We are all unexpectedly sunburned from yesterday’s trip.
Ancient Sky, Mosaic (Wharf Cat Records). A luscious metal album, with admirable old-school vocal-and-riff boundaries. Evokes Blue Cheer as much as Led Zep, and sits on a modern plane alongside Brian Jonestown Massacre.Putting this on Thursday morning really increased my work tempo. It’s got yowls, whistling noises, battering drum solos, but a marvelous sense of harmony, majesty and control.
Magic number: 86912
Magic word: titter-totter
I like browsing the literary magazines in the local public library but can’t subscribe to any of them, because they inevitably irritate me. Reading them in the library helps me stop myself from throwing them across the room.
The intellectualism (faux and otherwise) I can usually handle. The vanity, in small doses., Comprehensiveness and authority, I like. The upholding of books as the prime medium for in-depth debate on history and politics, charming.
What I can’t stand are the critical cliches and the familiar, abhorrent review structure. Here’s the standard model:
- The writer of the review asserts that the subject of the book s/he’s reviewing is considered forgotten, outdated or irrelevant.
- The writer then automatically asserts that this should not be the case.
- The writer then synopsizes and paraphrases the book for as long as his/her editor will allow.
- At that point, some sort of acknowledgement of the book’s author is made, usually something along the lines of “done a good job.”
What bothers me most is that first bit. I’m attracted to reviews of things I’m already interested in. I expect that many casual readers of magazines and journals are. I don’t mind having someone’s life and work highlighted, but I wish that the typical manner in which it’s done wasn’t so negative.
The gambit is transparent—enlarge the egos of both the critic and the reader by establishing that they are more conversant in the career of the historical figure (or novelist of whomever) than, gosh, most anybody else.
I find such airs of superiority ridiculous, seeing that the critic is holding a whole book (or several, as with those “Books Mentioned in This Review” essays) about the purportedly unknown or underappreciated subject.
Last month, I didn’t appreciate Eric Banks asking Book Forum “Has there ever been a figure whose name so signals in equal parts cottage industry and relative neglect, at least in the English speaking world, as Bertolt Brecht?” Neither did I like Frank Rich in the New York Review of Books saying “When Bob Hope died in 2003 at the age of 100, attention was not widely paid,” since I can remember all the special magazine editions printed in his honor, and the endless memorials and impromptu film festivals on late night TV.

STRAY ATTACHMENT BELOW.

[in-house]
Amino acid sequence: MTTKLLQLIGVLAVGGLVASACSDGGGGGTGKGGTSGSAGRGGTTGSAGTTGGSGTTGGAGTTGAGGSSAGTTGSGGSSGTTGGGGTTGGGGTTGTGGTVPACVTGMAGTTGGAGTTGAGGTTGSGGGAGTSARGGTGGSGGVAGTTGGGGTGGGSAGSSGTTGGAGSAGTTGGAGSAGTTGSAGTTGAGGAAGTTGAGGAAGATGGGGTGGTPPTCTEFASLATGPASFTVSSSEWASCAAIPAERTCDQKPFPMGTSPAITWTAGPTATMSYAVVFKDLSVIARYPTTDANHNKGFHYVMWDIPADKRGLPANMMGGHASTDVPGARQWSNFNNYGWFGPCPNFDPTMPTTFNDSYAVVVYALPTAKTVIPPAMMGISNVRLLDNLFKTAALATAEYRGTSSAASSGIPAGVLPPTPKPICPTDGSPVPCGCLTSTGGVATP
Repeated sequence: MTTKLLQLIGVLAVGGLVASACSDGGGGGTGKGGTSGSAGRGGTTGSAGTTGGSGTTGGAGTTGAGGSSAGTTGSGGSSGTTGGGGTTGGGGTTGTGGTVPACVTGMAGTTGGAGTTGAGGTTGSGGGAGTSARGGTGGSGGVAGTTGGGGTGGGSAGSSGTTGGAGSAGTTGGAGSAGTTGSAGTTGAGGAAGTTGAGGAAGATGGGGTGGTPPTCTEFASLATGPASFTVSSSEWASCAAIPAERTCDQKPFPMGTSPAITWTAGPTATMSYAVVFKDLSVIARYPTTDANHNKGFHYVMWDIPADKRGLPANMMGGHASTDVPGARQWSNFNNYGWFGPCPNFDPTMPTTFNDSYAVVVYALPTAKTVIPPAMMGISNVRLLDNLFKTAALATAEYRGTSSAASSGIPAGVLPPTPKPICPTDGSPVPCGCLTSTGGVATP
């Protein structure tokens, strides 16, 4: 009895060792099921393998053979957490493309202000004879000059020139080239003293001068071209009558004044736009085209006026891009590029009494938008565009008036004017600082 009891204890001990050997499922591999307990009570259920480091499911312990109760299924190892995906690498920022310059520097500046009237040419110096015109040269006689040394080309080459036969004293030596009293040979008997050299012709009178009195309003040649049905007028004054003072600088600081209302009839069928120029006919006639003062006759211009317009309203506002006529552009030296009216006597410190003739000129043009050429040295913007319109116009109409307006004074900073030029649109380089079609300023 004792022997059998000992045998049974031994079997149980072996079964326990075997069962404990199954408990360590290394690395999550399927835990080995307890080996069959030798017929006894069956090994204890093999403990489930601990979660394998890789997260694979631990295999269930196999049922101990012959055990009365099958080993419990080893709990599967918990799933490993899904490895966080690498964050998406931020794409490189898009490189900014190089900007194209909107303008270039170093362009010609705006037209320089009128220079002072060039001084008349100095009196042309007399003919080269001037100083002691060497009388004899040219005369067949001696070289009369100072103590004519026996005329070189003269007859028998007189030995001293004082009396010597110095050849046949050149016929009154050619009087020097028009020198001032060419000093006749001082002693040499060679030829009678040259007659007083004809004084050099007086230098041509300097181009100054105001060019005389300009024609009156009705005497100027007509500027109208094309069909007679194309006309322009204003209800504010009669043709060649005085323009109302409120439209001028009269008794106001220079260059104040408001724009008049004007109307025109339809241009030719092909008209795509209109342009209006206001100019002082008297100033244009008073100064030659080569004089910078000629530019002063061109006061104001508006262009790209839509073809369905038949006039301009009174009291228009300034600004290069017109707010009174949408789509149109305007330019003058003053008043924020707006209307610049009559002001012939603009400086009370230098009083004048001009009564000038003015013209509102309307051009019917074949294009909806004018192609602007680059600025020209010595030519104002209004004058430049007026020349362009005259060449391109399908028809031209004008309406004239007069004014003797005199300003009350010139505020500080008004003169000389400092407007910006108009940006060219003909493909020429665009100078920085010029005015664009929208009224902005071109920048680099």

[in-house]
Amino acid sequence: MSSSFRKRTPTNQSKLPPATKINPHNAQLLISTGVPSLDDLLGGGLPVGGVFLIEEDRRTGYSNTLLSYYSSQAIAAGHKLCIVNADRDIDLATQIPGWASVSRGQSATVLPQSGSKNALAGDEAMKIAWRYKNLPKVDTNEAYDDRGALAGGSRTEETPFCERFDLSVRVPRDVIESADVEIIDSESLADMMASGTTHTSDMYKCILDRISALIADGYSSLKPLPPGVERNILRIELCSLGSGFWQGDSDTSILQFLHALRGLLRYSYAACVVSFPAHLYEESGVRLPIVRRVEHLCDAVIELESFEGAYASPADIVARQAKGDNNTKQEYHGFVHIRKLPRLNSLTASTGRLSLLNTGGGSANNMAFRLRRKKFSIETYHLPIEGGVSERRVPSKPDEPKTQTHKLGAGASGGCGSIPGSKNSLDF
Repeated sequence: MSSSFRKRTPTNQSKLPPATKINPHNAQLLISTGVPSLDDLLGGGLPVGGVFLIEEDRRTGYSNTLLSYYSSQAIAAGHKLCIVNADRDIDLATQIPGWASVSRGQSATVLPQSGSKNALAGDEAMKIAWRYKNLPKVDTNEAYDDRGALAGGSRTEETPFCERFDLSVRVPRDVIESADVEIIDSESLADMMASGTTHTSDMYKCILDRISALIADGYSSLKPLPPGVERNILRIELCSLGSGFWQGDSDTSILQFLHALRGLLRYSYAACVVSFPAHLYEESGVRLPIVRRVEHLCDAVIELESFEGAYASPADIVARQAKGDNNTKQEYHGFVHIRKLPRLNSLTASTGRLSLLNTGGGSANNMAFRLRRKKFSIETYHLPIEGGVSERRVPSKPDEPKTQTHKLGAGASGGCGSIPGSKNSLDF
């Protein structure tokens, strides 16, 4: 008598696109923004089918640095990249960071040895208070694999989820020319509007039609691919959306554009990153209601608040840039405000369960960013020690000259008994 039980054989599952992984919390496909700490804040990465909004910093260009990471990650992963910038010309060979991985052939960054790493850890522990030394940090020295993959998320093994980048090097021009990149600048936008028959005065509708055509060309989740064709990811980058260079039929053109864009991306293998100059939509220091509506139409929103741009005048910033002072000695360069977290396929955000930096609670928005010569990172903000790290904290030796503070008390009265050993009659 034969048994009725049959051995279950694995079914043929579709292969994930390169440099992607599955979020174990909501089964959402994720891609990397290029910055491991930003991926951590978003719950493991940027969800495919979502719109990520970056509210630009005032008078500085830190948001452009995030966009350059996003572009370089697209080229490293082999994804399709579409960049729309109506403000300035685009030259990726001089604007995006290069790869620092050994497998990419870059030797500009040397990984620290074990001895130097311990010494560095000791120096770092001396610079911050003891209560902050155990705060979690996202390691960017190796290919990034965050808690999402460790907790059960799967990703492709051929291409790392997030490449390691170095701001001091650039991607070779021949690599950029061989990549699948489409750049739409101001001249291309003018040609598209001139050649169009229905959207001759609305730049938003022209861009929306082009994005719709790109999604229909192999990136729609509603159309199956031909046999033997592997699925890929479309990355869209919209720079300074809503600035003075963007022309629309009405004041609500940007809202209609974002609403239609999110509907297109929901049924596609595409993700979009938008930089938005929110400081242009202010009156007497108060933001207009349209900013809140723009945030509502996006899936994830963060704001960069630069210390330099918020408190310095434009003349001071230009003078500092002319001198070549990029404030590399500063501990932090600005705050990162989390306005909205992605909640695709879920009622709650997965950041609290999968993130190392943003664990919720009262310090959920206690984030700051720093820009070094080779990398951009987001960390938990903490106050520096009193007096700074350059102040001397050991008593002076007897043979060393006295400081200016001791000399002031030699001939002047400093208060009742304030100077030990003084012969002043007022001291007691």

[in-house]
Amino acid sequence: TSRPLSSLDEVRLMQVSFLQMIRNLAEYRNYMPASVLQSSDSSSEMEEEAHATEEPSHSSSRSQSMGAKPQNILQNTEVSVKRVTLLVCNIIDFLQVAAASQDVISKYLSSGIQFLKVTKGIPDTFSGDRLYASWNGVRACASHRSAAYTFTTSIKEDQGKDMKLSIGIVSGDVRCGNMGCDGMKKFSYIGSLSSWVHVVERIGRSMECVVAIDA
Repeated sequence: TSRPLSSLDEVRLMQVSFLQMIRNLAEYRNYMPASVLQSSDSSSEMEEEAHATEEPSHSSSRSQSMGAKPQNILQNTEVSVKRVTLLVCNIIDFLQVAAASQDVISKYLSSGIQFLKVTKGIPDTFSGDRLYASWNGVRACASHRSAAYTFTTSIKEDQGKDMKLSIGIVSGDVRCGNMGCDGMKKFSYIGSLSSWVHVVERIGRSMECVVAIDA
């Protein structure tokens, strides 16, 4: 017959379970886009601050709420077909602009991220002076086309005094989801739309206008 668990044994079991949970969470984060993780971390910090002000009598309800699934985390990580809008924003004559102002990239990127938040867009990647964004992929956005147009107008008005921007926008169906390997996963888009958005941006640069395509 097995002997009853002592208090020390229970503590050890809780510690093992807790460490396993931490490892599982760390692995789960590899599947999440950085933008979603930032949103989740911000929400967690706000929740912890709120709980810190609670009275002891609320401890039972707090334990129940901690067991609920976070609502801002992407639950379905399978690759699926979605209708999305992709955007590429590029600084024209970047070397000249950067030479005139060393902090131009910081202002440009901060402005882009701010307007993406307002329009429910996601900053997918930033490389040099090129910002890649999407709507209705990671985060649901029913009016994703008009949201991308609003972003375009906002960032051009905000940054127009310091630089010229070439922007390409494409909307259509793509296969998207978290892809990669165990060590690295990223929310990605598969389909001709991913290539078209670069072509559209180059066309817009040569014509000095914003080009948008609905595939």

Was Hope bypassed and devalued by a later, hipper generation (or three) of comics? That’s easy to argue. But still well-known and respected at the age of 100? Yes. The fact that Rich’s review (of Richard Zoglin’s Hope: Entertainer of the Century is illustrated with a 1995 Annie Liebovitz photo of Hope in his joke vault would seem proof enough that he was still of interest in his declining years, despite his physical inability to maintain his old pace of USO tours, radio shows and vaudeville.
A guy got up onstage to jam with the Sunday Set at Hamilton’s. It’s an open jam, so that was fine. But then he started to tell a story about how he’d just gotten “out of the joint.” He showed his wristband to prove it. Just as we were all wondering “Why has he kept his wrisband on?” Scenesters know from wristbands, the club kind at least, and know that they may be annoying but they’re removable. The guy starts asking everyone in the room for money. Over the mic. During the jam.
Several of the musicians were visibly peeved, to say nothing of half the audience and the guys behind the bar. The situation was defused when drummer Mad Tom, the accountant, loudly picked up the beat, stared down the panhandler as best he could from a perch behind him, and shouted a few times, in rhythm, “Play first! Money later!” It worked. Turns out the guy could sing. A hat got passed. Nice jam.
Tonight: Table of Paper and Perch of Stone, the “of” bands, at The Bullfinch… Capa City and Great Gross, covers, at Hamilton’s… An Evening With Hot Dog Smile at D’Ollaire’s, with DC Half Smokes opening…
So there’s gonna be a new Jughead comic. Finally! It’s been three years since “Archie’s pal”’s solo book petered out in a haze of exaggerated psychodramas and flat-out fantasy stories. The new adventures will be written by Chip Zdarsky and drawn by Erica Henderson and are due in the fall.
Jughead’s a sensitive, complicated character. A loner but not so much of one that he can’t be the best friend of America’s typical teenager. An outsider who is embraced or tolerated by all the most popular kids at Riverdale High. An individualist outsider who nonetheless delights in public pranks and all-you-can-eat competitions. A girl-hater who’s had a remarkable number of young romances. A skilled yet reluctant athlete. It’s a tricky balancing act, but some skilled writer has to step up. It’s been too long without a new Jughead book.
We throw caution to the wind and take a day trip.
Scribblers Music Review
Donald Cumming, “Working It Out.” So ‘70s! The new number from The Virgins’ frontman’s impending solo album kicks off like solo Bryan Ferry (how often do I get to write that?!), then heads into solo-Beatles territory, with a simple refrain and a long steady stream of guitar noodling. Disco beats, even. Plus there’s that whole “Workin’ it out” theme. So ‘70s!
The song debuted on the Paste site, here.
Magic number: 69731
Magic word: tiver
I bought one of those old stinky green finetoothed handy practical multi-use serrated never-needs sharpening seismic metric calibrated pre-packaged single-serving post-modern up-to-date middle-of-the-road special new one-of-a-kind economy size exclusive handy dandy lifetime guaranteed things.
I lost it.